In 2001, the Nelson Mandela Bay Metropolitan Municipality was formed as an administrative area covering Port Elizabeth, the neighbouring towns of Uitenhage and Despatch and the surrounding agricultural areas. The name was chosen to honour former President Nelson Mandela. The combined metropolitan area had a population estimated at around 1.3 million in 2006.

2010 FIFA World Cup

The Port Elizabeth harbour, waterfront and city centre were upgraded for the 2010 FIFA World Cup, but do not rival the popular Cape Town waterfront. The city was one of the venues for World Cup games, and many more visitors are expected now that the tournament is long finished. To this end, there are calls for Port Elizabeth Airport to be upgraded, to ease the journey time and effort for tourists.[citation needed]

Geography and climate

Port Elizabeth
Climate chart (explanation)
Average max. and min. temperatures in °C
Precipitation totals in mm
Source: SAWS[10]

"The Windy City" has a subtropical climate with light rain throughout the year. Under the Köppen climate classification, Port Elizabeth has an oceanic climate (Cfb ). The area lies between the winter rainfall, Mediterranean climate zones of the Western Cape and the summer rainfall regions of eastern South Africa. Winters are cool but mild and summers are warm but considerably less humid and hot than more northerly parts of South Africa's east coast.[11] The climate is very even throughout the year with extreme heat or moderate cold rare.

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This page is a soft redirect. Climate data for Port Elizabeth (1961−1990)
Month Jan Feb Mar Apr May Jun Jul Aug Sep Oct Nov Dec Year

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This page is a soft redirect.Source #2: South African Weather Service[10]


File:Nelson Mandela Bay population density map.svg
Population density in the Nelson Mandela Metro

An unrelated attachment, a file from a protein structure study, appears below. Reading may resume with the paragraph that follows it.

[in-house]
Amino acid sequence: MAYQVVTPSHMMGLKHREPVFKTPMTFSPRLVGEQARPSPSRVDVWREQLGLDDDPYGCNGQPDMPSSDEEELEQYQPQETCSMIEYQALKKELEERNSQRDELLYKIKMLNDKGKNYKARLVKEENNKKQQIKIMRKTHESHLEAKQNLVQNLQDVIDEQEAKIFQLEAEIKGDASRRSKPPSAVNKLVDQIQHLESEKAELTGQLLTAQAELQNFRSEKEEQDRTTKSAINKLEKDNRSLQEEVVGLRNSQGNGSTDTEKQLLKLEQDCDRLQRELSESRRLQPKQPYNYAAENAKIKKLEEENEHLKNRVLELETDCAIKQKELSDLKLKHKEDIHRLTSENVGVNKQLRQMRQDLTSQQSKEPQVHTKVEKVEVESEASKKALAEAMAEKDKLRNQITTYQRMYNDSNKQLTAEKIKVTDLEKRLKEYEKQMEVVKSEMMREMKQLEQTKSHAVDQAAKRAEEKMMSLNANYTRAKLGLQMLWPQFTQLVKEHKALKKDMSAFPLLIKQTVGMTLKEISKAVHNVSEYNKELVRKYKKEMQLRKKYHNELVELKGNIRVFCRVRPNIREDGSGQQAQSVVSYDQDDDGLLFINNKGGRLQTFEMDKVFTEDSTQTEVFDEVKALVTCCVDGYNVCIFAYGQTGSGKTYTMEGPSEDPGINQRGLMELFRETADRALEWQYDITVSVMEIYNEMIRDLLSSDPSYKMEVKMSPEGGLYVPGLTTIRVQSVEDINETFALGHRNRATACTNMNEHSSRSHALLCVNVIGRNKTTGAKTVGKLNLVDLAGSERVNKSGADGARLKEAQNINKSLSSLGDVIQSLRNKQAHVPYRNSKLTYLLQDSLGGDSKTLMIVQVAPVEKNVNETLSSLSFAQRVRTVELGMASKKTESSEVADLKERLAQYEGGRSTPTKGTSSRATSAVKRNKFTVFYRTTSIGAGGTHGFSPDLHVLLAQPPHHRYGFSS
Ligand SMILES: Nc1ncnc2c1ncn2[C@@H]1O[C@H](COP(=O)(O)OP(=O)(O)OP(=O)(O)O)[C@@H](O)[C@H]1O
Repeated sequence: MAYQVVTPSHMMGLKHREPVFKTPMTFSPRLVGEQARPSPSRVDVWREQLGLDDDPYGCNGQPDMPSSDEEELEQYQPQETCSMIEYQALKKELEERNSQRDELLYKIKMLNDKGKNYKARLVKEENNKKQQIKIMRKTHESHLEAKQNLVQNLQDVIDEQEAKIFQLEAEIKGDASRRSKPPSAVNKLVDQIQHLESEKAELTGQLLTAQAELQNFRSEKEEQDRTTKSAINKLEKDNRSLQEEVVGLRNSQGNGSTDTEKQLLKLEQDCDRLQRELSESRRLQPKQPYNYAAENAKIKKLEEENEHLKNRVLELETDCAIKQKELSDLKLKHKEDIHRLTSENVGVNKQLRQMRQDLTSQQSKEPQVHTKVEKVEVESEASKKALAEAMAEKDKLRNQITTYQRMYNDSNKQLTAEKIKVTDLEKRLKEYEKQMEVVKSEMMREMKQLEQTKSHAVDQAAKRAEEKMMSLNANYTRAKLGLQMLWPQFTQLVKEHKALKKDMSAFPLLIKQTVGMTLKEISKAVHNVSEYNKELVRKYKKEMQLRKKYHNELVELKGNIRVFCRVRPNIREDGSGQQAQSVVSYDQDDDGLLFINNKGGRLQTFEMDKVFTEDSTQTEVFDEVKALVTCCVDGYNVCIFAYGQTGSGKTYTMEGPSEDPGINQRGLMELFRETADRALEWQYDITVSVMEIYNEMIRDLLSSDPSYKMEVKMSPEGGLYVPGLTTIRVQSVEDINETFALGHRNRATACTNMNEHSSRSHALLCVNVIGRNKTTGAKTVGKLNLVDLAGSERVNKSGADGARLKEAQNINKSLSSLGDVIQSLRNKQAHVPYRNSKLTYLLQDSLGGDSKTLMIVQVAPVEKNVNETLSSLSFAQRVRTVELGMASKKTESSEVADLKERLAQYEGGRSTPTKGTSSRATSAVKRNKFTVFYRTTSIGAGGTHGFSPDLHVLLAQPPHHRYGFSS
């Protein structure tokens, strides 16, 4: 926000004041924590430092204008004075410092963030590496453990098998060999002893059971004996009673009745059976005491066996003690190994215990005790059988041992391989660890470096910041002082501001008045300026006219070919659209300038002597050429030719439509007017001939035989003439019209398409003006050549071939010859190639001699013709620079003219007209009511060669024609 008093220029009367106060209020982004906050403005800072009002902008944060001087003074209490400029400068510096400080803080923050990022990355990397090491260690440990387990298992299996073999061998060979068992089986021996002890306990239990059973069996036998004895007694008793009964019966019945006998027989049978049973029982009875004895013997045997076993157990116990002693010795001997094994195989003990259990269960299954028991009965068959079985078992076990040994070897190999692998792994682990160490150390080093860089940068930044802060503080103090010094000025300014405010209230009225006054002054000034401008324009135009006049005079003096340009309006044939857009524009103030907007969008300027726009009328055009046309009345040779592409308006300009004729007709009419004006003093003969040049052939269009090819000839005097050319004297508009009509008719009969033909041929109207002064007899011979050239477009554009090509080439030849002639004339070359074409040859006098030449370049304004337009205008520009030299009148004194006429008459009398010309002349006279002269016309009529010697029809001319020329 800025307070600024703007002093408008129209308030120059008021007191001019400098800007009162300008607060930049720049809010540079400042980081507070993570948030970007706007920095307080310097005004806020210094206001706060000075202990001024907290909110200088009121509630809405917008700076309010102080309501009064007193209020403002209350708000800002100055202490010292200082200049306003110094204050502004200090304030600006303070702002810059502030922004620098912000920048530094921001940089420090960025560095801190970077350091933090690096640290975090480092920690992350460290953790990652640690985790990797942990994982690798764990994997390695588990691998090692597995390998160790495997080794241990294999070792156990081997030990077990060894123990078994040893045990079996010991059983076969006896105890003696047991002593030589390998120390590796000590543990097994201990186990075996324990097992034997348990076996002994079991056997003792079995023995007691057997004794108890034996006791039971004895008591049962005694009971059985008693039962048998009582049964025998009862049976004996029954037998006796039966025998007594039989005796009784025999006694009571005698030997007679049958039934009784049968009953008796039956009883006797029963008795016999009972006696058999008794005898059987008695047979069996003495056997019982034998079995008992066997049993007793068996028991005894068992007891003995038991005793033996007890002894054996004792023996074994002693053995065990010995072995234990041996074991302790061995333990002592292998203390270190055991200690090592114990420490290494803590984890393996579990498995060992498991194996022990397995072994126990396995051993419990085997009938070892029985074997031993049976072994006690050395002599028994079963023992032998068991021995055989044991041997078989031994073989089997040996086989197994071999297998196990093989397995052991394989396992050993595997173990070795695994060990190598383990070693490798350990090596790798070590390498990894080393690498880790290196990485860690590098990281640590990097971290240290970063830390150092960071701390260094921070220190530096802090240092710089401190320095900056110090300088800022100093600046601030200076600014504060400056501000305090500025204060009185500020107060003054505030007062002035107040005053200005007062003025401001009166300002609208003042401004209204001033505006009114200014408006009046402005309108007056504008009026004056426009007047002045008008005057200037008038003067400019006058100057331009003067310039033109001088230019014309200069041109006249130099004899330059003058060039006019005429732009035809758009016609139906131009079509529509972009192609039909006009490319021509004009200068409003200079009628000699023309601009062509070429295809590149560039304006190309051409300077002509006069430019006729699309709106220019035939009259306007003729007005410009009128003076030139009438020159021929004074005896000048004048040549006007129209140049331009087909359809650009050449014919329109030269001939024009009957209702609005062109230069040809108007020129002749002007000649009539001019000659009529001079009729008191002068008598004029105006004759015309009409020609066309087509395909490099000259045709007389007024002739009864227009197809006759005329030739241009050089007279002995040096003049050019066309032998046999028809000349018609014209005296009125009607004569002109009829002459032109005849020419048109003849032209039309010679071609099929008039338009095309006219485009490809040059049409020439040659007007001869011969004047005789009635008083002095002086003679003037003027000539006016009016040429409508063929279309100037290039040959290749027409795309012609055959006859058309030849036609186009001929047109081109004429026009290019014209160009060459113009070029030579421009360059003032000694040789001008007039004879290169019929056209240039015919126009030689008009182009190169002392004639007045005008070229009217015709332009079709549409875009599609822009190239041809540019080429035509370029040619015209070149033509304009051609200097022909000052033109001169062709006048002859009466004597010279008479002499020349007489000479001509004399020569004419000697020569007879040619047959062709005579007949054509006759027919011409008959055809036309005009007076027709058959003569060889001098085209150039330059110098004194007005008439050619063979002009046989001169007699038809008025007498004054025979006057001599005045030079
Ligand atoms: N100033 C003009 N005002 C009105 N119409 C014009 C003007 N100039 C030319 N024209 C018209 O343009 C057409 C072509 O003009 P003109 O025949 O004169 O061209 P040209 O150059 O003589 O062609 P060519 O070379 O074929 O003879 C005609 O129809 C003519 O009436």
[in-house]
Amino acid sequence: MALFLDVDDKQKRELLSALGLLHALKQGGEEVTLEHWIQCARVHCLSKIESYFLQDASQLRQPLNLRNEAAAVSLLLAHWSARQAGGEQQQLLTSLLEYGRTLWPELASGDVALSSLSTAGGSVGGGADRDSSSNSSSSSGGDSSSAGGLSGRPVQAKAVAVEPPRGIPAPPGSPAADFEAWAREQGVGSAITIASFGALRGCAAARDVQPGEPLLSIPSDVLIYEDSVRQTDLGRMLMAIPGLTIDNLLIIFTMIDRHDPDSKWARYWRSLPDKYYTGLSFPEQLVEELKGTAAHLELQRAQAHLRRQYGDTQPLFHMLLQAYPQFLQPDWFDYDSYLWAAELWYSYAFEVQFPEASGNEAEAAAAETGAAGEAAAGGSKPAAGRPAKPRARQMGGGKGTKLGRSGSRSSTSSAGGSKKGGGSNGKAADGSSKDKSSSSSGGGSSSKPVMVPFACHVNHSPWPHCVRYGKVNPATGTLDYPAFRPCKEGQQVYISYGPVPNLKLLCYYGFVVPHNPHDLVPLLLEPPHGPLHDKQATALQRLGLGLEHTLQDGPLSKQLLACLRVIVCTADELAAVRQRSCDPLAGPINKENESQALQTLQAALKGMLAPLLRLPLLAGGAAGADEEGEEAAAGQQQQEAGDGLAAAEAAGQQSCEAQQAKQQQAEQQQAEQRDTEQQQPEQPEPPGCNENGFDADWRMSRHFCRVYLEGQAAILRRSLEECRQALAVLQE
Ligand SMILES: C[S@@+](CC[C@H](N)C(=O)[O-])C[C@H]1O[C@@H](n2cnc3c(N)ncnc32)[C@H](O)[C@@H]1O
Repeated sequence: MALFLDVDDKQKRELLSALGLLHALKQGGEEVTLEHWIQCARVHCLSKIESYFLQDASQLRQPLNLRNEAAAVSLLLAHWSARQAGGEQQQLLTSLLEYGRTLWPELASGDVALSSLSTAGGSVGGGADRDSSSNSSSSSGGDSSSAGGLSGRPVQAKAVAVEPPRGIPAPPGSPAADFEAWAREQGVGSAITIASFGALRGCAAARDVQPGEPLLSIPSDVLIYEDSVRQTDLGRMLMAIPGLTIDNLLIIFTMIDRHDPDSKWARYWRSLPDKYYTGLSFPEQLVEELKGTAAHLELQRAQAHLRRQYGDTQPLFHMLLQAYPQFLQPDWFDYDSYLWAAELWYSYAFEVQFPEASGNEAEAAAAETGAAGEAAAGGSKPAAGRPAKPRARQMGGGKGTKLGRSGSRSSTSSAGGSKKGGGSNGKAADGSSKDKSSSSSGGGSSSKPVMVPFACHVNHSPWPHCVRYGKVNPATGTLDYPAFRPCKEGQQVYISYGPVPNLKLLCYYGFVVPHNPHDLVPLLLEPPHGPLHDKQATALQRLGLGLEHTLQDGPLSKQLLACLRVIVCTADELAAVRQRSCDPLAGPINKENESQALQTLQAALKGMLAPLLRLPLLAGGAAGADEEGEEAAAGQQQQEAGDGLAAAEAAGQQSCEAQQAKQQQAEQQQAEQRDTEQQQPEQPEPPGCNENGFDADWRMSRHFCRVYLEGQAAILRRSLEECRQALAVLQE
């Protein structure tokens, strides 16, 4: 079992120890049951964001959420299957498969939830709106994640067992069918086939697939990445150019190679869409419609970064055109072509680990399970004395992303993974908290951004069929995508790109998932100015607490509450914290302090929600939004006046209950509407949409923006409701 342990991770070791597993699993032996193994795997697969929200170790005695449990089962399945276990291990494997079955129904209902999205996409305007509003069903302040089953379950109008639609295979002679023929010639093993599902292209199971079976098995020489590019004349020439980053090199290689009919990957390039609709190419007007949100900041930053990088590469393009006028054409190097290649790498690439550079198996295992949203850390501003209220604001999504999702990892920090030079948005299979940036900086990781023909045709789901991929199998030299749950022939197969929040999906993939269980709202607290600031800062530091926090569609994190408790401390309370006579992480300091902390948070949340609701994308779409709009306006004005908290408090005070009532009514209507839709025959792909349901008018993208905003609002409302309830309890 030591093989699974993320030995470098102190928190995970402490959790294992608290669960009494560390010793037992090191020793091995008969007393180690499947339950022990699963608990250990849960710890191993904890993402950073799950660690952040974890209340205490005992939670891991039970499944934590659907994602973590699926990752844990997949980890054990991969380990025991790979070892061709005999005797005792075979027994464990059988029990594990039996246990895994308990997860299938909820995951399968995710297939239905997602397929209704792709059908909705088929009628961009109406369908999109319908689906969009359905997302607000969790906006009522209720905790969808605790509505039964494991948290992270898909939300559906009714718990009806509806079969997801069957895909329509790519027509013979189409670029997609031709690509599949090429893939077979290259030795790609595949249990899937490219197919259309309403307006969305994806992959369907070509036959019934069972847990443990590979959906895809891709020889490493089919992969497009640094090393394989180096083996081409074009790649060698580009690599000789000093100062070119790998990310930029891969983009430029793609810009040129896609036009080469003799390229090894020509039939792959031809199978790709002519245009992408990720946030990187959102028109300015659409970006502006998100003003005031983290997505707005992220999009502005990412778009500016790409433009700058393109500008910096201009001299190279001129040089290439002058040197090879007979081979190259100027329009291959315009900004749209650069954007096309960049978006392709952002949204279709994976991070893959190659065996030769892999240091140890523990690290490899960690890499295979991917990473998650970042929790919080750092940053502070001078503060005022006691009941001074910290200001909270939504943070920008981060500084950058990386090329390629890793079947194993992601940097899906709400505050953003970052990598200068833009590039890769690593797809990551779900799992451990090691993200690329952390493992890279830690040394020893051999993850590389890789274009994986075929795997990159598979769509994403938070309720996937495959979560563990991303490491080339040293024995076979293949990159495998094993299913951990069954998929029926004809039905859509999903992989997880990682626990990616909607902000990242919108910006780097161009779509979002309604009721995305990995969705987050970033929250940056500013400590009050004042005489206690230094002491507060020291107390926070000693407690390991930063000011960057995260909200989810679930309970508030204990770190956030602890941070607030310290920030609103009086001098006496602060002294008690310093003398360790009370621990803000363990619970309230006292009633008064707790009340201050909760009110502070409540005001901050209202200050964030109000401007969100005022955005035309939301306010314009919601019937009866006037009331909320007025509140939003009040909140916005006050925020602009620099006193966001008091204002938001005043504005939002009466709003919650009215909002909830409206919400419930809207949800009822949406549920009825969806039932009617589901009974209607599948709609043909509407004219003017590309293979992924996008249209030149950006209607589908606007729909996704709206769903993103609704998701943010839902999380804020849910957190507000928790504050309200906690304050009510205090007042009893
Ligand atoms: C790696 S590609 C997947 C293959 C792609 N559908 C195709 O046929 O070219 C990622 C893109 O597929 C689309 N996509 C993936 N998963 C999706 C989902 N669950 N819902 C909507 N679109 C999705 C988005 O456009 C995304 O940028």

File:Nelson Mandela Bay dominant language map.svg
Geographical distribution of home languages in the Nelson Mandela Metro

In 2001:[13]

  • Area: Script error: No such module "convert".
  • Population: 237,503: Script error: No such module "convert".
  • Households: 70,606: Script error: No such module "convert".
Gender Population %
Female 122,253 51.47
Male 115,247 48.53
Race Population %
Black 32,618 13.73
White 123,722 52.09
Coloured 71,912 30.28
Asian 9,248 3.89
First language Population %
IsiZulu 580 0.24
IsiXhosa 27,312 11.5
Afrikaans 112,798 47.49
Sepedi 90 0.04
Setswana 411 0.17
English 94,068 39.61
Sesotho 494 0.21
Xitsonga 107 0.05
SiSwati 75 0.03
Tshivenda 114 0.05
IsiNdebele 297 0.13
Other 1,152 0.49
Historical population


Trade and industry

Historically, the majority of trade in the region came through Port Elizabeth. In the 1830s, at least five ships regularly transported goods to Europe.[6] It became a free port in 1832.[15] In 1833, about 50 vessels had moved through the port. In 1828, 55,201 pounds of goods were imported through the port, increasing the following year to 12,845 pounds. Port Elizabeth exported 41,290 pounds in 1828, with a large increase to 86,931 goods exported in 1829. Exports included wine, brandy, vinegar, ivory, hides and skins, leather, tallow, butter, soap, wool, ostrich feathers, salted beef, wheat, candles, aloe, barley, and more.[6]

Home of South Africa's motor vehicle industry, Port Elizabeth boasts most vehicle assembly plants, General Motors, Volkswagen, Ford, Continental Tyres and many more automotive companies. Most other industries in the NMMM are geared towards the motor vehicle industry, providing parts such as wiring harnesses, catalytic converters, batteries and tyres to the vehicle manufacturers.

Port Elizabeth is also a major seaport, with the most significant ore loading facilities in the southern hemisphere. As part of the ongoing development, a new Industrial Development Zone with expanded port facilities is being built at Coega.